1000.000000 1093.298847 1156.817788 1.156818 0.156818 2.956315 1.800000

**Test Case 2: Rising, Flattening Yield Curve**

Case 2 simulates a rising and flattening yield curve. Starting balance was $1,000 and the ending balance is $1,077.82. Total annualized return over 5 years was 1.495%. The outcome was worse than the baseline hold-to-maturity scenario annualized return of 1.8%.

In this scenario, rising rates resulted in a negative capital return. Flattening of the yield curve reduces and ultimately eliminates gain from “riding the yield curve.”

`> # Test Case 2 Bal.End = 1077.02, Annualized Return = 1.5`

> ss.df <- calcModel(year.start=2014, years<-5, bal.start=1000, r.S=1.5, r.L=1.8, dr.S=50, dr.L=44)

> print(ss.df, years)

Year YTM.S YTM.L Bal.Start Interest Bond.Price Mkt.Val Bal.End Cap.Ret Inc.Ret Tot.Ret

1 2014 1.5 1.80 NA NA 100.0000 1000.000 1000.00 NA NA NA

2 2015 2.0 2.24 1000.00 18.0000 99.2385 992.385 1010.38 -0.761546 1.80 1.03845

3 2016 2.5 2.68 1010.38 22.6326 99.0219 1000.502 1023.13 -0.978113 2.24 1.26189

4 2017 3.0 3.12 1023.13 27.4200 98.8105 1010.965 1038.38 -1.189471 2.68 1.49053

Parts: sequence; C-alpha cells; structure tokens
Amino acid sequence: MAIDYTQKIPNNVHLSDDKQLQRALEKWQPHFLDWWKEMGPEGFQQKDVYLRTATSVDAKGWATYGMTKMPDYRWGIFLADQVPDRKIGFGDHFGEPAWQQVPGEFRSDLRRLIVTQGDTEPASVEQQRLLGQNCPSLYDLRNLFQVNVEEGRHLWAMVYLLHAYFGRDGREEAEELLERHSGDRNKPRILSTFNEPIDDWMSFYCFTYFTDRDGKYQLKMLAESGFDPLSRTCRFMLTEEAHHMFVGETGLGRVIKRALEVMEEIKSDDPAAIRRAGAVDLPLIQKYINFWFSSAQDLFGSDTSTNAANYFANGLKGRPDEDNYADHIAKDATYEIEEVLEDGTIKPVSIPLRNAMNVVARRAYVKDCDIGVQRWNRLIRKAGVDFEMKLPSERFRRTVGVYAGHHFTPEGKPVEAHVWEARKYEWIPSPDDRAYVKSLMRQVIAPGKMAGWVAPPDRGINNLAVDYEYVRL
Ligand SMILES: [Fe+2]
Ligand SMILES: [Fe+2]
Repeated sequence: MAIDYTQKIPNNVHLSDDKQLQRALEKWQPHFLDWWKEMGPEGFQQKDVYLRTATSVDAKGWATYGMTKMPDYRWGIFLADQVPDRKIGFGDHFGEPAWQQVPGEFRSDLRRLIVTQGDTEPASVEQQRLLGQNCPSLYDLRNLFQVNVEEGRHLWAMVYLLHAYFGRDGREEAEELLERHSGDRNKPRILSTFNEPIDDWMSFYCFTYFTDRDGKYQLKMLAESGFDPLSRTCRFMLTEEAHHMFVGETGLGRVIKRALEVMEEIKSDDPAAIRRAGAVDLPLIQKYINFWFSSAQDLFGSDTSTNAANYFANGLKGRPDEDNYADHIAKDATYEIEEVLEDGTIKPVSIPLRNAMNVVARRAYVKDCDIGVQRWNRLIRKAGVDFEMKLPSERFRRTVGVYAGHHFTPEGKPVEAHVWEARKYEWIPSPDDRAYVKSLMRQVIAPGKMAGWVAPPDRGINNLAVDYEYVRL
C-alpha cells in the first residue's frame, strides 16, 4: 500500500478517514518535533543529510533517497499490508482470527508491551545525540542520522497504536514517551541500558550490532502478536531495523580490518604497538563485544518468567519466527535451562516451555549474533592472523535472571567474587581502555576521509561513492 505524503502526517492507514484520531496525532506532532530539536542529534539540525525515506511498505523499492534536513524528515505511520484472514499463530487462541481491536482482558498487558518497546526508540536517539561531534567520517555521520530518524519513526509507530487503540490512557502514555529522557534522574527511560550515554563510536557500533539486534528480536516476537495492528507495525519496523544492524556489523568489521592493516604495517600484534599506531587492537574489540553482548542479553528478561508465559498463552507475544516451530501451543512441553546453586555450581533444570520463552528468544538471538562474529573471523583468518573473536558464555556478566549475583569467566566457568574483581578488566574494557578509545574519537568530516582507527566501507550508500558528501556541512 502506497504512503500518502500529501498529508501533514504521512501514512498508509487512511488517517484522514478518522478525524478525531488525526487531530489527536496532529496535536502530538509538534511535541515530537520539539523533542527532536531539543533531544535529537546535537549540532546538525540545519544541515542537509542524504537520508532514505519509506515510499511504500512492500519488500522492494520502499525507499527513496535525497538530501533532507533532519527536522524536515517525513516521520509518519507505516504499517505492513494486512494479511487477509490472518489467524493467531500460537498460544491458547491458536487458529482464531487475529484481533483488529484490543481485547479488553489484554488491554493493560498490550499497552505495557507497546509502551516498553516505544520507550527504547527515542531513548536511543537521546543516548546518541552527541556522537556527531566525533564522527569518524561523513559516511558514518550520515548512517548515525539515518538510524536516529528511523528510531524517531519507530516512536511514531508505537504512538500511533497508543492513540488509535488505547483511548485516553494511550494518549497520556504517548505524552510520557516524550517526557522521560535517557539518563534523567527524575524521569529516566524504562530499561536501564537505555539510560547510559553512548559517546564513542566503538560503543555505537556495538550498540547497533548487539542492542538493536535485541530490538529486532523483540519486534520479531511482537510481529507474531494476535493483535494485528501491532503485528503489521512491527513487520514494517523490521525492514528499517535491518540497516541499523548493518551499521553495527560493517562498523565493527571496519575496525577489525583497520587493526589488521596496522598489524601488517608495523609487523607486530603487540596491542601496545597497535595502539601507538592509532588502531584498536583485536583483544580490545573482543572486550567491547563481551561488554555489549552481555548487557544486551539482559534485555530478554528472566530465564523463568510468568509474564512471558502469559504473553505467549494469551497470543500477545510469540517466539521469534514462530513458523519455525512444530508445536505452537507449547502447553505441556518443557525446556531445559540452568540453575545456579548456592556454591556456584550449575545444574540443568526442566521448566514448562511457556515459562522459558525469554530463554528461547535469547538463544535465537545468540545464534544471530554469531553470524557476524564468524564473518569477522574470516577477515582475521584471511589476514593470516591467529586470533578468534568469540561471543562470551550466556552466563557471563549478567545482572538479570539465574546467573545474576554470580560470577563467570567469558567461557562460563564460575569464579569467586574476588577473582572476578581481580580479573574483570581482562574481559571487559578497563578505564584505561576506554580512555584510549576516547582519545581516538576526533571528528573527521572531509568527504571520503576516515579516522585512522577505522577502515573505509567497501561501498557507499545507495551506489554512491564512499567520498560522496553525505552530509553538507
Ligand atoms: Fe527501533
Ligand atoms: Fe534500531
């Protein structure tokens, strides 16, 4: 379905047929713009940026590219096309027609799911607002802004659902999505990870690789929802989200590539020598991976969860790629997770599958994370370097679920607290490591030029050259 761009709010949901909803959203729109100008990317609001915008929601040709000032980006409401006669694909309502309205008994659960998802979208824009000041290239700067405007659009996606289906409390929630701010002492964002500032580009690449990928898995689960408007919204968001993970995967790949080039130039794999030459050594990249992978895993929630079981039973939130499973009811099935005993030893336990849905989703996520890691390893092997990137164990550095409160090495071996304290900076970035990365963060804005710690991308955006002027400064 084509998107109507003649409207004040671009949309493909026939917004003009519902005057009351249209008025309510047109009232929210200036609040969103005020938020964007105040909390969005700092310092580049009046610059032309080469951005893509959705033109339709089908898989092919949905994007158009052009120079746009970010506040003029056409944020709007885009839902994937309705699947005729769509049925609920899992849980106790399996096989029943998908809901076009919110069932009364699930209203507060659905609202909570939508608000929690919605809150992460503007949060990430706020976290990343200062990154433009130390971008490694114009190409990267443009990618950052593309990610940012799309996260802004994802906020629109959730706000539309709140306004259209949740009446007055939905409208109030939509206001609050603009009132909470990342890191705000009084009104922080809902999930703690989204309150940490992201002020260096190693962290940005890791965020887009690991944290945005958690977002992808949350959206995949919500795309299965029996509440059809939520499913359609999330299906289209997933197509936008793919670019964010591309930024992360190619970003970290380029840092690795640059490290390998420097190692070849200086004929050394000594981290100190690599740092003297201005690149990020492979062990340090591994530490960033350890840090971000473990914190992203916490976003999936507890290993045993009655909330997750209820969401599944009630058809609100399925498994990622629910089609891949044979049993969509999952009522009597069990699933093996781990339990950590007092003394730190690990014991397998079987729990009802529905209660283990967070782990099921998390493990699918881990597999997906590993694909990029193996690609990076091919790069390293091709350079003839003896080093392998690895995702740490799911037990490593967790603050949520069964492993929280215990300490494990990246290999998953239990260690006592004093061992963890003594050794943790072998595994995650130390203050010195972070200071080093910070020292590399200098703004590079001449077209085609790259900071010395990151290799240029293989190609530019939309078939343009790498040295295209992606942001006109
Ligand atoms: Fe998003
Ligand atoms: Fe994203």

5 2018 3.5 3.56 1038.38 32.3976 98.6042 1023.891 1056.29 -1.395770 3.12 1.72423

6 2019 4.0 4.00 1056.29 37.6039 98.4028 1039.418 1077.02 -1.597154 3.56 1.96285

> summarizeSS(ss.df, 5)

bal.start baseline bal.end gain tr tr,annualized tr.baseline

1000.000000 1093.298847 1077.022020 1.077022 0.077022 1.495063 1.800000

There are more test cases. I won’t show them all, but you can try it out yourself.^{4} For all the tests, the R model matches the results provided by #Cruncher.

In the next article, I’ll show how the simple bond fund model stands up in the real world.

*Acknowledgement: Thanks to users ogd, who proposed the original idea for this model, and #Cruncher, who did the original implementation in Excel.*

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Notes:

^{1} Sometimes your CD interest calculation may be off by a few pennies from the bank’s calculation because you don’t know how many days they are counting, whether a year is 360 or 365 days, etc. But if you know all that, you will get the same result as the bank.

^{2} The Treasury Yield Curve shows, either in a table or graph, interest rates for terms from 1 to 30 years. See Daily Treasury Yield Curve Rates

^{3} To simplify, assume that we purchase par bonds, i,e. price p = 100, with coupon = ytm. In reality, there may be discount (p<100) and/or premium (p>100) bonds.

^{4} Download the bond fund model R script and run it yourself. SimpleBondFundModel.R